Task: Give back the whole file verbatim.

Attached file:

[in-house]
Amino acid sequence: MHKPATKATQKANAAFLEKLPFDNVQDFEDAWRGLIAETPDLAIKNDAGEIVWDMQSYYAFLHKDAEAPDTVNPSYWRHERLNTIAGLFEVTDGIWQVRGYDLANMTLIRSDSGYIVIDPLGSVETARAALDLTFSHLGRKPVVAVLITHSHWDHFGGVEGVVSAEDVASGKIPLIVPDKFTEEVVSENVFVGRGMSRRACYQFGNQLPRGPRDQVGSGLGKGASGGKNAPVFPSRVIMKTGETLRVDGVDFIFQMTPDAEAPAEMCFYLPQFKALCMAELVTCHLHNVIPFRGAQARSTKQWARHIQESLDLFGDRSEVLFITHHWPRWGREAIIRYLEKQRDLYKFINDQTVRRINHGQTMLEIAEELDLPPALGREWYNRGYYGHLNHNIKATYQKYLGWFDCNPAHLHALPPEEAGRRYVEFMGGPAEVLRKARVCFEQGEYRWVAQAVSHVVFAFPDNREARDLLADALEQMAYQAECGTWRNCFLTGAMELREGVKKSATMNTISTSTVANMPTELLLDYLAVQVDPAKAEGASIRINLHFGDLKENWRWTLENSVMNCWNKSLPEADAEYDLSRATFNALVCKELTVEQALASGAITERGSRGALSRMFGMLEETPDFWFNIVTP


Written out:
[in-house]
Amino acid sequence: MHKPATKATQKANAAFLEKLPFDNVQDFEDAWRGLIAETPDLAIKNDAGEIVWDMQSYYAFLHKDAEAPDTVNPSYWRHERLNTIAGLFEVTDGIWQVRGYDLANMTLIRSDSGYIVIDPLGSVETARAALDLTFSHLGRKPVVAVLITHSHWDHFGGVEGVVSAEDVASGKIPLIVPDKFTEEVVSENVFVGRGMSRRACYQFGNQLPRGPRDQVGSGLGKGASGGKNAPVFPSRVIMKTGETLRVDGVDFIFQMTPDAEAPAEMCFYLPQFKALCMAELVTCHLHNVIPFRGAQARSTKQWARHIQESLDLFGDRSEVLFITHHWPRWGREAIIRYLEKQRDLYKFINDQTVRRINHGQTMLEIAEELDLPPALGREWYNRGYYGHLNHNIKATYQKYLGWFDCNPAHLHALPPEEAGRRYVEFMGGPAEVLRKARVCFEQGEYRWVAQAVSHVVFAFPDNREARDLLADALEQMAYQAECGTWRNCFLTGAMELREGVKKSATMNTISTSTVANMPTELLLDYLAVQVDPAKAEGASIRINLHFGDLKENWRWTLENSVMNCWNKSLPEADAEYDLSRATFNALVCKELTVEQALASGAITERGSRGALSRMFGMLEETPDFWFNIVTP